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THE FIRST BROTHERS.
and it came to pass when they were in the field that Cain rose up against Abel his brother, and slew him. And the Lord said unto Cain, Where is Abel thy brother ? and he said, I know not: am I my brother's keeper? And he said, What hast thou done ? the voice of thy brother's blood crieth unto me from the ground.
“And now art thou cursed from the earth, which hath opened her mouth to receive thy brother's blood from thy hand. When thou tillest the ground, it shall not henceforth yield unto thee her strength. A fugitive and a vagabond shalt thou be in the earth. And Caiu said unto the Lord, My punishment is greater than I can bear.”
Now was not this a sad affair ? O how would Adam and Eve feel when they found their poor dear child laid dead on the ground, covered with bruises and blood! They speak to him, but he does not answer: they lift him, but he cannot stand : they feel of him, but he is cold, quite cold ! “Oh !" says Eve, “ Oh, Adam, this is death ! this is that awful punishment which our Maker said we should suffer ! O wretched woman that I was to take of that tree, and thus bring this awful curse on my own children !" "Yes, Eve,” replied Adam, “this is death, this is that mysterious and awful curse with which we were threatened. O Abel, my son! my son ! But who has done this deadly deed ? who can have done it? It is not an evil beast that has devoured him. See these bruises. He has been beaten to death: ah me! there lies the staff of Cain. Cain has killed him! our son, our own son, our first-born child has killed his brother!" In this way would our unhappy parents weep and lament over their unfortunate offspring. And it was indeed an awful thing, and who can think of it without weeping ? When these boys were children, they played together; and locked in each others arms they sunk to sleep at night. There were no children in the world ther, and no doubt they were always together, and many a happy hour they spent in each others com. pany, playing together on the green grass, and gathering the sweet flowers. Their parents too, in the midst of their great sorrow would be comforted by the innocent play and prattle oftheir beloved boys; and many a time perhaps would their mother tell them that they must be good and fear the great Being, and love the promised Saviour, and then they would find the favour of God their Creator. Abel, it seems, listened to these lessons, and grew up to be a good man, but Cain persuaded by the devil, would not be good. He preteuded to worship God, but did not love him, and filled with envy, when he saw that Abel's sacrifice pleased God, the wicked thought entered into his heart that he would kill him out of the way; and so he did.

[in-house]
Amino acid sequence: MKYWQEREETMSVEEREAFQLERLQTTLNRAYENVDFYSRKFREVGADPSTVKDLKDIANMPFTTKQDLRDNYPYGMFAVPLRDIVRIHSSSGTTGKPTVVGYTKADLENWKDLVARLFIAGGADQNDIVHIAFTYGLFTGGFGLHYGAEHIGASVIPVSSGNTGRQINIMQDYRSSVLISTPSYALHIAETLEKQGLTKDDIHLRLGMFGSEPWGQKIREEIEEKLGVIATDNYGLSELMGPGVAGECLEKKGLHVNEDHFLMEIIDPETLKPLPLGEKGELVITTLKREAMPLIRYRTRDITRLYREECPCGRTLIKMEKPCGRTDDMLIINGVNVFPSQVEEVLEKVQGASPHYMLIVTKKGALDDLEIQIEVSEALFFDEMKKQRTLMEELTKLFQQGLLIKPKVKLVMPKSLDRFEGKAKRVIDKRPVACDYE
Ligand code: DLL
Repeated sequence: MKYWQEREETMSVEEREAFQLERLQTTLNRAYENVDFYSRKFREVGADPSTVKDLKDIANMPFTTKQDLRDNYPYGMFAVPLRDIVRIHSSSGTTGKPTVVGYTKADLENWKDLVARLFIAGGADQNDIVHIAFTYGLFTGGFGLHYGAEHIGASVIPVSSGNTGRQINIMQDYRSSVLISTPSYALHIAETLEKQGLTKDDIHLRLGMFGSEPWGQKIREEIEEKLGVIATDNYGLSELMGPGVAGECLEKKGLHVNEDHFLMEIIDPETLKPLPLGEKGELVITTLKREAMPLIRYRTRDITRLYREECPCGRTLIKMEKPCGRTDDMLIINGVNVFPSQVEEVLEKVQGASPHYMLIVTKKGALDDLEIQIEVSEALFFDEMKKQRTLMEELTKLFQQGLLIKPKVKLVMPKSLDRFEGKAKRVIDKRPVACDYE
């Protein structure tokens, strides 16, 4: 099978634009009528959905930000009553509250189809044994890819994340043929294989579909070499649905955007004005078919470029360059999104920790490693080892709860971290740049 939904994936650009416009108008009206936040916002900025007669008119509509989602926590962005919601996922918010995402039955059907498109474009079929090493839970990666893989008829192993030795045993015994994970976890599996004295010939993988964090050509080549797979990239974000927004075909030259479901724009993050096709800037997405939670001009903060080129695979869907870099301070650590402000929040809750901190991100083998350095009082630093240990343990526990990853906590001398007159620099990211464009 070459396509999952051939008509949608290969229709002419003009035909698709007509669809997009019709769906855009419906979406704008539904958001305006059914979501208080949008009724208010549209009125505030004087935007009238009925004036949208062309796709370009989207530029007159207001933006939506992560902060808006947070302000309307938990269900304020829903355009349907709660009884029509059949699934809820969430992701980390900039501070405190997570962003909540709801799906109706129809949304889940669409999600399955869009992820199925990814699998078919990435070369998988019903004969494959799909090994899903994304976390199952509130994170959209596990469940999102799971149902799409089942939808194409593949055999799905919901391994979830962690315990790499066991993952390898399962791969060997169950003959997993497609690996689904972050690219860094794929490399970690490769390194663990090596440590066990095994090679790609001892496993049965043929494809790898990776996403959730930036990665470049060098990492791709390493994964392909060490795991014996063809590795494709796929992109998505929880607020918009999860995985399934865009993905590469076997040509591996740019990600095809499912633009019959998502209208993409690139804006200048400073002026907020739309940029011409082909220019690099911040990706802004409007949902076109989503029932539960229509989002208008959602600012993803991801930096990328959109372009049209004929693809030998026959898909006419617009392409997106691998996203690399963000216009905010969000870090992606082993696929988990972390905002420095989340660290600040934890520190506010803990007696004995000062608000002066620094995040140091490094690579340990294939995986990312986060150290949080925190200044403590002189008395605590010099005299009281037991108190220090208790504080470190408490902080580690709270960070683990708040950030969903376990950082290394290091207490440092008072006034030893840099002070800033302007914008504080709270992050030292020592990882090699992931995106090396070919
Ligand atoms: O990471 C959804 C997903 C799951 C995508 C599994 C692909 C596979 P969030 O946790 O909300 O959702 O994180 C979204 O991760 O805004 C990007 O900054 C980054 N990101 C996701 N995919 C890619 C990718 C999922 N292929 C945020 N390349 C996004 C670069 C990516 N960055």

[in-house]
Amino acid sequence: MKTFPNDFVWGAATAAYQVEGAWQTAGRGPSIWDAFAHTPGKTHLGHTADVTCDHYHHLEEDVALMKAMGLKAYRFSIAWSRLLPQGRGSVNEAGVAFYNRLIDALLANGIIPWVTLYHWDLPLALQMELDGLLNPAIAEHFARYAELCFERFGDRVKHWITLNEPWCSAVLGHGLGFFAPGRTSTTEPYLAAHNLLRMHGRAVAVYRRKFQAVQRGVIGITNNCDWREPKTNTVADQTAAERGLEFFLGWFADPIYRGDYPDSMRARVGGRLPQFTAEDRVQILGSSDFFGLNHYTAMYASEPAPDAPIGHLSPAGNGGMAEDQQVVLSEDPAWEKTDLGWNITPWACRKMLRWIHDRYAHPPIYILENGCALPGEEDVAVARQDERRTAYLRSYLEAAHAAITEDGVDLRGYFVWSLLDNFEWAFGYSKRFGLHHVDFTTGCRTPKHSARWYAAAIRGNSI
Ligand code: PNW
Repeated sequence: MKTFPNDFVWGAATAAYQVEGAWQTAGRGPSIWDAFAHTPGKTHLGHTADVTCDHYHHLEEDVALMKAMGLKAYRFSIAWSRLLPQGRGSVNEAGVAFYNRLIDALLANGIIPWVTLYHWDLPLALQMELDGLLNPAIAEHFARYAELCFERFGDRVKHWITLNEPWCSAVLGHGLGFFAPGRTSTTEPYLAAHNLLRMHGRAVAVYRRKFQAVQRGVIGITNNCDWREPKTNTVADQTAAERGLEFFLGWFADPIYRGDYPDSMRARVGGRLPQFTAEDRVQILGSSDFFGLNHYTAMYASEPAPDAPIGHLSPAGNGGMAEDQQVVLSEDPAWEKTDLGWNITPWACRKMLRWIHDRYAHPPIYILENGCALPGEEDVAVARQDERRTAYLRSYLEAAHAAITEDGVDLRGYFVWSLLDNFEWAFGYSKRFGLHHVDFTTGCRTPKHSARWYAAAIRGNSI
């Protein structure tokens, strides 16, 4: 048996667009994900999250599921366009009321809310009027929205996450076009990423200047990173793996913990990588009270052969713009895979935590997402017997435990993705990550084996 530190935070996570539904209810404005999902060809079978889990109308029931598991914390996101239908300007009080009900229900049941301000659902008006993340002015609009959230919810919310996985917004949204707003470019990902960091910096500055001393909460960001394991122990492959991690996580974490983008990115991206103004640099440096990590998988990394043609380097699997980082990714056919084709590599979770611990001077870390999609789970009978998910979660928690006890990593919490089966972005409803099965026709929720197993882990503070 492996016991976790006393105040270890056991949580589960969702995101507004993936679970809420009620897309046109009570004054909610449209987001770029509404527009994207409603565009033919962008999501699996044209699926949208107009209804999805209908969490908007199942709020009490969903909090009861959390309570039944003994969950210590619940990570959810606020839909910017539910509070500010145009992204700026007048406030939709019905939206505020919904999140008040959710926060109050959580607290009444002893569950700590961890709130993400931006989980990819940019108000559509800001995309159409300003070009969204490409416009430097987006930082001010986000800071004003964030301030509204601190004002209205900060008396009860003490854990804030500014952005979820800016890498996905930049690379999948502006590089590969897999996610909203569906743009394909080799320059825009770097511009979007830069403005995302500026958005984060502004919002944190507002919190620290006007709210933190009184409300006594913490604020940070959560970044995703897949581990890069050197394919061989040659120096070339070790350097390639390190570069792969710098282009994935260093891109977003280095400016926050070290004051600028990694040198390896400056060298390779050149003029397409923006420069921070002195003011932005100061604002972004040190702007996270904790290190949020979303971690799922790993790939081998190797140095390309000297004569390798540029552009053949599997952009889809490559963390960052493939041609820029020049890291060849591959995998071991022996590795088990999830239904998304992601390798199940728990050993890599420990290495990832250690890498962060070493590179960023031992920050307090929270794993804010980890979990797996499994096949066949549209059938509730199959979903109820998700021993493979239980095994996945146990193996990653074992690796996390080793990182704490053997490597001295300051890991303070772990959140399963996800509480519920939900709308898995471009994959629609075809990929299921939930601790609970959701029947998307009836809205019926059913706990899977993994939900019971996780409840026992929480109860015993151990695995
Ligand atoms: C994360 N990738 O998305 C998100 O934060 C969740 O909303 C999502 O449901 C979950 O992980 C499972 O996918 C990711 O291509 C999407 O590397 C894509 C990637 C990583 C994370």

THE FIRST BROTHERS.
great sin, so Cain was driven away from before men, and became a wanderer and a vagabond on the face of the earth.
Learn from this my little friend :
To fear this great and dreadful name, the LORD thy God.
Never to give way to sinful thoughts and cruel ways. Cain would once have shuddered at the thought of killing Abel.
That all sin ings its own punishment; Cain said, “ It is greater than I can bear.”
Seek through Jesus Christ, who died for our sins, to get to that better world, where there will be no more sin, or crime, or cruelty.
Cain, where is thy brother Abel ?-Gen. iv. 9. Where is thy brother Abel?
Thou murderer, answer, where?
Beside the altar there;
And his heart was fill'd with love;
To Him who reigns above.
Thou fratricide, ah! where?
His joy or grief could share;
In the same bower ye played ;
Beneath the grove's deep shade. 93
Where is thy brother Abel ?
Unfeeling one, ah! where?
Ye once could know no care;
Could wake an anxious fear,
Or felt each other near.
Ungrateful one, ah! where?
As he breathed his morning prayer ?
On Him that is to come,
And bring the outcasts home.
Thy red hands answer where ?
No smiles his cold cheeks bear;
His locks are wet with gore;
'Twill wake him now no more.
And calls for vengeance loud ; Yet mercy still, with smiling face,
Looks o'er the thunder cloud;
Thou now on earth shalt be,
Was spent in prayer for thee! 94
RICH AND POOR CHILDREN.
I MET the rich man's children
On a cold winter day; They did not feel the cold,
So warnıly clad and gay
Like summer flowers were they. I saw them reach their home
With light and skipping feet; I heard the gentle dame,
In accents kind and sweet.
Her little darlings greet. I watch'd them sit at eve
The parlour fire around; The curtains red were drawn;
I heard the merry sound,
When jest and tale abound. At midnight, I drew nigh
Their warm and downy nest; Like dovelets there they lay
Each gently heaving breast
Hid a young heart at rest, 1 sigh’d, for then I thonght
Of a far different doomThe poor man's young ones shivering,
And cowering in the gloom
Of a dark fireless room. From some wild haunt of sin
I fancied his return;
His famish'd wife to spurn,